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Steve Manteaw, Campaigns Coordinator, ISODEC: Turning natural resources into  development: Experiences from the mining sector and economic prospects of Ghana’s new oil discovery.
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Steve Manteaw, Campaigns Coordinator, ISODEC: Turning natural resources into development: Experiences from the mining sector and economic prospects of Ghana’s new oil discovery.


Steve Manteaw, Campaigns Coordinator, ISODEC: Turning natural resources into …

Steve Manteaw, Campaigns Coordinator, ISODEC: Turning natural resources into
development: Experiences from the mining sector and economic prospects of Ghana’s new oil discovery.

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  • 1. Turning natural resources into development Experiences from Ghana’s mining sector and lessons for its emerging oil and gas sector By Steve Manteaw Campaigns Coordinator, ISODEC
  • 2. Overview of Ghana’s Mining Sector
    • Ghana is a mineral rich country & depends heavily on mining revenue for its development.
    • It hosts two of the world’s largest mining companies i.e. Anglo-Gold Ashanti and Newmont and home to over 100 mining and quarry companies
    • In 1998 Ghana’s earning from gold exports alone was about $800m – 46% of gross foreign exchange earning.
  • 3. Overview of Ghana’s Mining Sector (Contd.)
    • Ghana’s total mineral revenue went up from US$1,419,974,200 in 2006 to US$1,793,343,307 in 2007, an increase of 26.29%. Gold revenue increased by 28.93% from US$1,327,455,774 to US$1,711,511,381 in the same period, reinforcing the precious metal’s position as the country’s leading export earner, and contributed substantially to the country’s balance of payments position in 2007.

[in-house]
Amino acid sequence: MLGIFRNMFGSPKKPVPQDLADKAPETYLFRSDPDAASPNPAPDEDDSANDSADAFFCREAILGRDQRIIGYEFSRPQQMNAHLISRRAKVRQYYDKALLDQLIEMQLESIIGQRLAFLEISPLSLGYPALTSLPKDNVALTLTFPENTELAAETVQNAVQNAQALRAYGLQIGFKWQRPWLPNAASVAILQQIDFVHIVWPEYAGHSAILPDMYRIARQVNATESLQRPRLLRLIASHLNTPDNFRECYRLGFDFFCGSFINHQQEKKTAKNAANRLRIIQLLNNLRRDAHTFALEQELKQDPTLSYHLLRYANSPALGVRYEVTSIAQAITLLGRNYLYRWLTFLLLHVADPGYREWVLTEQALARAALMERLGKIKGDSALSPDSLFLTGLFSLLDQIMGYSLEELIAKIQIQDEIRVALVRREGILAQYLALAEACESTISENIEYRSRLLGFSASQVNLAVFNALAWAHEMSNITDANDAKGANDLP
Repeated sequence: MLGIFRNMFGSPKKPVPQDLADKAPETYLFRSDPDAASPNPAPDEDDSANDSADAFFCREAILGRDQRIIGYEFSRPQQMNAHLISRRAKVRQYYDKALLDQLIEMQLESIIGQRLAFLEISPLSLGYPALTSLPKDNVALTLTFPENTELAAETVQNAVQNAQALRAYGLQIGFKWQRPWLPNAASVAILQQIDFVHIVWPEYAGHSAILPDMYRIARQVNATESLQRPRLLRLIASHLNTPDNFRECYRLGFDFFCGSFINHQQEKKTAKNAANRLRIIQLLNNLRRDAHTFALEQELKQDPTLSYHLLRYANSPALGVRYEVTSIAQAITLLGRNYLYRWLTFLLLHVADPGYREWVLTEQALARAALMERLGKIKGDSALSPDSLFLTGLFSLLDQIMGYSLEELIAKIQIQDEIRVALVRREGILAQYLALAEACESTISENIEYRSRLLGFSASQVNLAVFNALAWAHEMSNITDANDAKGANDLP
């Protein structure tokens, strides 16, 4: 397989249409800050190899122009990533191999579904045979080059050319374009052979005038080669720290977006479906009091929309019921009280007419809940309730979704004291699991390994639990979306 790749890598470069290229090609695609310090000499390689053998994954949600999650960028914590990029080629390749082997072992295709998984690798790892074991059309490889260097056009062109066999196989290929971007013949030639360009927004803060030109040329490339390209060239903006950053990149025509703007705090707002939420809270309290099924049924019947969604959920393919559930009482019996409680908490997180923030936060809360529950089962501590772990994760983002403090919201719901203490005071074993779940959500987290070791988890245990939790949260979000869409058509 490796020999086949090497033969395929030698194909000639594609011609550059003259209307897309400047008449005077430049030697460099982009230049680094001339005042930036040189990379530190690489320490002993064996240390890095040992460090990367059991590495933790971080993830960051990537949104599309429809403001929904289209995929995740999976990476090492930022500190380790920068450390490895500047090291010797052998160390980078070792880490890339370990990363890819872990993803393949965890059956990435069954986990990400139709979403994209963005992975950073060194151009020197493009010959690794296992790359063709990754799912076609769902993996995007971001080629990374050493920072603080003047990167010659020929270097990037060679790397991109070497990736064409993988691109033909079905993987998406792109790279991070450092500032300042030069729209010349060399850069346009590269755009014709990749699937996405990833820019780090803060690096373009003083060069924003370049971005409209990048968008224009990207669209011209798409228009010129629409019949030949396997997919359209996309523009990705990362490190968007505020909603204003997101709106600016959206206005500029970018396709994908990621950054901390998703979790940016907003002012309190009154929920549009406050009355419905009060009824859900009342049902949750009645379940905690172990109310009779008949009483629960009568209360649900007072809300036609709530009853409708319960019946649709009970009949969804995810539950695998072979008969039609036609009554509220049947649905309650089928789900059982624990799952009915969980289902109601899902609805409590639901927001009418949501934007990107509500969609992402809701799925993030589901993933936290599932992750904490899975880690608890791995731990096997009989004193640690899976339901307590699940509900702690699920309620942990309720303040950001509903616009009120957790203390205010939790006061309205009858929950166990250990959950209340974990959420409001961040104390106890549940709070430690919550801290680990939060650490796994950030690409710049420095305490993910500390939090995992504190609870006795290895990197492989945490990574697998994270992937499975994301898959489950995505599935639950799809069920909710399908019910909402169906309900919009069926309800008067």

• 4. Manifestations of the Resource Curse Syndrome in Ghana
    • The hope that mining will bring about economic salvation has however proven illusive, because of perceived corruption and lack of transparency in the sector.
    • In spite of the abundance of mineral wealth communities that play host to mining companies in Ghana still wallow in abject poverty.
    • Unemployment is rife as large agricultural lands are encumbered by surface mining
  • 5. Manifestations of the Resource Curse Syndrome in Ghana (Contd.)
    • Poor infrastructural development accounts low level of investments in the local economy
    • Poor access to education, health, water and sanitation
    • High incidence of social conflict and violence leading to increased militarization and human rights abuses in mining communities
  • 6. EITI and the Challenge of Mining Sector Governance in Ghana